Rev. Colonel Herm Keizer died unexpectedly on December 22 in Grand Rapids, Mich. He was 79. Keizer was the director of the chaplaincy ministry of the Christian Reformed Church from 2002 until he retired in 2009.
Ordained in 1968, Keizer spent nearly 50 years in CRC ministry, always in chaplaincy. He was drafted into the U.S. armed services in 1962 and served as a chaplain assistant until 1964. His career included service in Vietnam, where Keizer served with the First Infantry and the Fourth Infantry Divisions. He was wounded twice: from a rocket attack in Cambodia and from a 159-foot fall in a helicopter accident.
His military service took him many places, including serving as chaplain of the 25th Infantry Division in Hawaii and NATO chaplain based in Stuttgart, Germany. In Germany he was an advisor on alcohol and drug abuse prevention. He was a faculty member at the Chaplain Center and School. He also served as deputy director of the Chaplaincy Service Support Agency in Washington D.C. and as executive director of the Armed Forces Chaplains Board, Department of Defense. He retired from the military in 1998.
After retirement, his continued government service included numerous roles, among them as assistant for leadership and human relations, Secretary of the Army, and advisor to the ambassador at-large for international religious freedom at the State Department.
Keizer received many awards and decorations over his career, including a Bronze Star, a Purple Heart, a Meritorious Service Medal, Army Commendation Medal, and the Good Conduct Medal, with several oak leaf clusters for additional awards of the medals.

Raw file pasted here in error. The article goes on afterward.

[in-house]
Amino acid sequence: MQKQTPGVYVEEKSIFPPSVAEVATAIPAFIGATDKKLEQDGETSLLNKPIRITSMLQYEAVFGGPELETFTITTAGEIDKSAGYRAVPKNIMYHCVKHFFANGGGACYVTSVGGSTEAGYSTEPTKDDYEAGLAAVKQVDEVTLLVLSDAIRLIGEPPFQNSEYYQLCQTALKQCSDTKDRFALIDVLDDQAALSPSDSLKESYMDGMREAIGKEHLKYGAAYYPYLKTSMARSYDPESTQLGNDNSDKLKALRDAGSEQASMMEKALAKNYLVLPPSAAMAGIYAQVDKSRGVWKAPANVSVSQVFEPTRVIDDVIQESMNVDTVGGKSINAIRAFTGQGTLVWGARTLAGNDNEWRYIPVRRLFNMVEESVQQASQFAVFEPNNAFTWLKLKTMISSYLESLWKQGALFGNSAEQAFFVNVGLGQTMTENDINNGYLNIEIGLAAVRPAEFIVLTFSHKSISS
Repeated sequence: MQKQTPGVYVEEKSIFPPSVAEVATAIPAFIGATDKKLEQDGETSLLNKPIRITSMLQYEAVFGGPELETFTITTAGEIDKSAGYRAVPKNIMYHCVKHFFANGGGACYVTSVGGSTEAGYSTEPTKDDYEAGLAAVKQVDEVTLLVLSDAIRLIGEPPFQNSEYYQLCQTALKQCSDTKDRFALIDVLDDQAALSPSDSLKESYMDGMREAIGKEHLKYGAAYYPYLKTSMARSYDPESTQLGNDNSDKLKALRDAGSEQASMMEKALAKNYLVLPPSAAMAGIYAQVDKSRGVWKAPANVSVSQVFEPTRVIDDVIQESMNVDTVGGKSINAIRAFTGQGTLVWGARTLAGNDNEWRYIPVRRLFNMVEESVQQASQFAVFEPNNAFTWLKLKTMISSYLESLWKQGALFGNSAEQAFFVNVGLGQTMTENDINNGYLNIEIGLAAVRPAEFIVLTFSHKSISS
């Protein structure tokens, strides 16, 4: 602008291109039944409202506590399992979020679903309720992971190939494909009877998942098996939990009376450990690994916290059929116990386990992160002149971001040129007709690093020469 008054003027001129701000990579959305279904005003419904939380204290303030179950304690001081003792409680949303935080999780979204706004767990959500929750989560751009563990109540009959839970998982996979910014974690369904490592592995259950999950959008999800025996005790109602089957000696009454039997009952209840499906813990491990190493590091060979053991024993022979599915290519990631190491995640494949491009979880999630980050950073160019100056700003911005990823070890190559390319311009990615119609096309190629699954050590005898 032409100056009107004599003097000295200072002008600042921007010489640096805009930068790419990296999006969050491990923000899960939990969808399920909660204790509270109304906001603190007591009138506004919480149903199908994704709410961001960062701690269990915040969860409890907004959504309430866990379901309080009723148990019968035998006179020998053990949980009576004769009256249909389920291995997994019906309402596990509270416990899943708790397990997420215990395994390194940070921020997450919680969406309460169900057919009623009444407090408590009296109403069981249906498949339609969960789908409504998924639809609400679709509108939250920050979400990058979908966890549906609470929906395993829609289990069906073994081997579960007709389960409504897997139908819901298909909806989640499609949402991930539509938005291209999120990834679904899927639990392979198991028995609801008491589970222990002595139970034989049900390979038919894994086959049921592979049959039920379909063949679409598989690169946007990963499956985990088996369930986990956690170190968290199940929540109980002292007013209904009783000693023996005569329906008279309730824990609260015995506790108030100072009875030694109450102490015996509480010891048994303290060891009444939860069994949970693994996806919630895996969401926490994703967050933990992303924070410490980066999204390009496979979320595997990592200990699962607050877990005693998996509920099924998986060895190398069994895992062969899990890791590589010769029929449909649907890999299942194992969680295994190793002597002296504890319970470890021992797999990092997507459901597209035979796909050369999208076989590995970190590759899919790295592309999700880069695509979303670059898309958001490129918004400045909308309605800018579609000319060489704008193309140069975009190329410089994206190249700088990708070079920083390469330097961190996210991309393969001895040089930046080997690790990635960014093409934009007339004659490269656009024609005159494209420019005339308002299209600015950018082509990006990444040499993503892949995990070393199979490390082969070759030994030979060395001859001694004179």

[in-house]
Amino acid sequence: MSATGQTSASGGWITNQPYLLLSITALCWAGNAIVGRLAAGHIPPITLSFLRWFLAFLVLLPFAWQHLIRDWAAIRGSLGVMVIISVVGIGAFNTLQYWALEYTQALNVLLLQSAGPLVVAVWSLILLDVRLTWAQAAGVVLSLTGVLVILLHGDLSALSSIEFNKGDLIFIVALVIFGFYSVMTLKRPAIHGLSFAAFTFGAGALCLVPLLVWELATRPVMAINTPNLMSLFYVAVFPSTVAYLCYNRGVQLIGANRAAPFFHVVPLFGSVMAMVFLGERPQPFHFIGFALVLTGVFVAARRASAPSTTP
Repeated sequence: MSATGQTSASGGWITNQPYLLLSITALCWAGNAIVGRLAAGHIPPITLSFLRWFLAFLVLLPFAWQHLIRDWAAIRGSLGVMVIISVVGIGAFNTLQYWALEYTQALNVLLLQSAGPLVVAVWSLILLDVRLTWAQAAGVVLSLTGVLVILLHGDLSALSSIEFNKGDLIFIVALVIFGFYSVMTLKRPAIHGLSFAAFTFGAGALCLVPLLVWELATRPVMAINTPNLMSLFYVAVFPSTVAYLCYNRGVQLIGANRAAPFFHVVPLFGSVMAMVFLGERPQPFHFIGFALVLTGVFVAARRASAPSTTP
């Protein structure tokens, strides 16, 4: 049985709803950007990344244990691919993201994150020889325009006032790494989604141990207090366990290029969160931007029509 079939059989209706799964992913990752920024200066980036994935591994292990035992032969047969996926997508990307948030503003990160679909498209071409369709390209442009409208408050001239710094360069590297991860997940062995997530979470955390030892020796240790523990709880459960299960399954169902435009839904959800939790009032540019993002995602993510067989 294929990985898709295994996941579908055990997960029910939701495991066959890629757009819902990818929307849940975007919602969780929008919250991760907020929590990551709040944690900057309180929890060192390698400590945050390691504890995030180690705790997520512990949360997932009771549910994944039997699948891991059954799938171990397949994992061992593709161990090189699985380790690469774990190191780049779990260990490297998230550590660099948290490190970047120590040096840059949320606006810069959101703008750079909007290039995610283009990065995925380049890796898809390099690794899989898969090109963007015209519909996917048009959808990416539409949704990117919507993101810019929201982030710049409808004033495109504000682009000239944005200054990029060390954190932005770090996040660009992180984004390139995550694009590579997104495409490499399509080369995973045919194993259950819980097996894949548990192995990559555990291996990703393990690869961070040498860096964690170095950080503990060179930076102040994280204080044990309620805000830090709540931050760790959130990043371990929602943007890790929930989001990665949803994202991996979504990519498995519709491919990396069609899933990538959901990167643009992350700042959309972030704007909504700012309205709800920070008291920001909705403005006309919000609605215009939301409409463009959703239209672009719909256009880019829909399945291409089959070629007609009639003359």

Both Calvin College and Calvin Theological Seminary awarded him their Distinguished Alumni Award.
Following government service Keizer served as director of chaplaincy in the CRC. Rev. Peter Borgdorff was executive director of the CRC during that time. “As many of the chaplains who served with Herm will testify,” Borgdorff said, “he provided excellent and compassionate leadership during his years of directorship. Herm was knowledgeable about, and familiar with, the many facets and circumstances of chaplaincy in both military and institutional settings. Ministering to more than 100 chaplains throughout the world was a challenge he competently engaged and gladly performed.”
Borgdorff said Keizer told him that it was his grounding in Reformed theology that enabled him to articulate his positions and advocate for righteousness and truth.
In retirement, Keizer and others developed a presentation on the physical and psychological aspects of post traumatic stress disorder (PTSD). He served both the army and the CRC with advice on such subjects as Just War theory and the use of nuclear weapons. He became the national chaplain of the Purple Heart Association. In addition, he served the Truth Commission on Conscience in War, which recommended selective conscientious objection legislation to the U.S. Congress. He co-founded the Soul Repair Center at Brite Divinity School (TCU) in 2012, dedicated to educating and researching moral injury and recovery for military veterans.
“I thank the Lord for a faithful and outstanding servant,” Borgdorff said. “We will miss not only his hearty laugh and personable manner, but he will be missed as a colleague and friend.”
Keizer was a member of LaGrave Avenue CRC in Grand Rapids. He is survived by his wife of 53 years, Ardis, and two sons.
The Banner’s In Memoriam for Keizer will follow in print and on our website at a later date.
About the Author
Gayla Postma retired as news editor for The Banner in 2020.